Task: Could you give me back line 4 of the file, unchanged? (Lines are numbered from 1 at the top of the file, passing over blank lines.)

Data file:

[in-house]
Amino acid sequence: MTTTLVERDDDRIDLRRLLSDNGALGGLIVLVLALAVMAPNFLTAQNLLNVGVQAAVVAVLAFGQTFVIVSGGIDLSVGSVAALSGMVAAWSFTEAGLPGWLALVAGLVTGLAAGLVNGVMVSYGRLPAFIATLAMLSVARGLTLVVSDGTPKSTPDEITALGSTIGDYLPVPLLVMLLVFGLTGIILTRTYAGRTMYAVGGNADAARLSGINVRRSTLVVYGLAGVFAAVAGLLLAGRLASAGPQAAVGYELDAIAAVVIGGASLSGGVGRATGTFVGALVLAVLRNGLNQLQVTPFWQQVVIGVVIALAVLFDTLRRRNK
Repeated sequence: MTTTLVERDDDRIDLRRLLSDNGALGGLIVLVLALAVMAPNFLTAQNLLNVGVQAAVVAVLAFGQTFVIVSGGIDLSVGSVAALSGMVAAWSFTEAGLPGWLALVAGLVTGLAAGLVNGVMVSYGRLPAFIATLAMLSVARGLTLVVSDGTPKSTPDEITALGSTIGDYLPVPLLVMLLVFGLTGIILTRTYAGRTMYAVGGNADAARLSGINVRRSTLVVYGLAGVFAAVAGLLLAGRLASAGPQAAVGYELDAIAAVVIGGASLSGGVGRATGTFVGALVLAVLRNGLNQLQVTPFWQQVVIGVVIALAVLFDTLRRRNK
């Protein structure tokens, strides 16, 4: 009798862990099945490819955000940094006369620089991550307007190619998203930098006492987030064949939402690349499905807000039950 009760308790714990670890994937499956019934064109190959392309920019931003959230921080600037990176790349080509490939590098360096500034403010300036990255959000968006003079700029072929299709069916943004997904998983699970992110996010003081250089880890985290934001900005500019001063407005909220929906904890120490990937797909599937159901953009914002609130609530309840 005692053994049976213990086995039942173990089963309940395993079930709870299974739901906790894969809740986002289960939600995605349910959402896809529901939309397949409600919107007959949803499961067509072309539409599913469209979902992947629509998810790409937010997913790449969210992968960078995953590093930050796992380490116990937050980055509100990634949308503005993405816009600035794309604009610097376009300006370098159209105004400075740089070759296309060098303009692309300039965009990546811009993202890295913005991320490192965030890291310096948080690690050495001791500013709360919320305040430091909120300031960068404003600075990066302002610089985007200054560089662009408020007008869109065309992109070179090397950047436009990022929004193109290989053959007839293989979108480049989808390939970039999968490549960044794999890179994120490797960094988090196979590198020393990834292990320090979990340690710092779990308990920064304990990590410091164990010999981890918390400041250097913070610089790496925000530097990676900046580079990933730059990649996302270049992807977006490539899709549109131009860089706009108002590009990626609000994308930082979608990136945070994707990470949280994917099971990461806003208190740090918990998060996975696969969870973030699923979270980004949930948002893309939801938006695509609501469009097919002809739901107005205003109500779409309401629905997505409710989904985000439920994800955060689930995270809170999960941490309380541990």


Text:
């Protein structure tokens, strides 16, 4: 009798862990099945490819955000940094006369620089991550307007190619998203930098006492987030064949939402690349499905807000039950 009760308790714990670890994937499956019934064109190959392309920019931003959230921080600037990176790349080509490939590098360096500034403010300036990255959000968006003079700029072929299709069916943004997904998983699970992110996010003081250089880890985290934001900005500019001063407005909220929906904890120490990937797909599937159901953009914002609130609530309840 005692053994049976213990086995039942173990089963309940395993079930709870299974739901906790894969809740986002289960939600995605349910959402896809529901939309397949409600919107007959949803499961067509072309539409599913469209979902992947629509998810790409937010997913790449969210992968960078995953590093930050796992380490116990937050980055509100990634949308503005993405816009600035794309604009610097376009300006370098159209105004400075740089070759296309060098303009692309300039965009990546811009993202890295913005991320490192965030890291310096948080690690050495001791500013709360919320305040430091909120300031960068404003600075990066302002610089985007200054560089662009408020007008869109065309992109070179090397950047436009990022929004193109290989053959007839293989979108480049989808390939970039999968490549960044794999890179994120490797960094988090196979590198020393990834292990320090979990340690710092779990308990920064304990990590410091164990010999981890918390400041250097913070610089790496925000530097990676900046580079990933730059990649996302270049992807977006490539899709549109131009860089706009108002590009990626609000994308930082979608990136945070994707990470949280994917099971990461806003208190740090918990998060996975696969969870973030699923979270980004949930948002893309939801938006695509609501469009097919002809739901107005205003109500779409309401629905997505409710989904985000439920994800955060689930995270809170999960941490309380541990």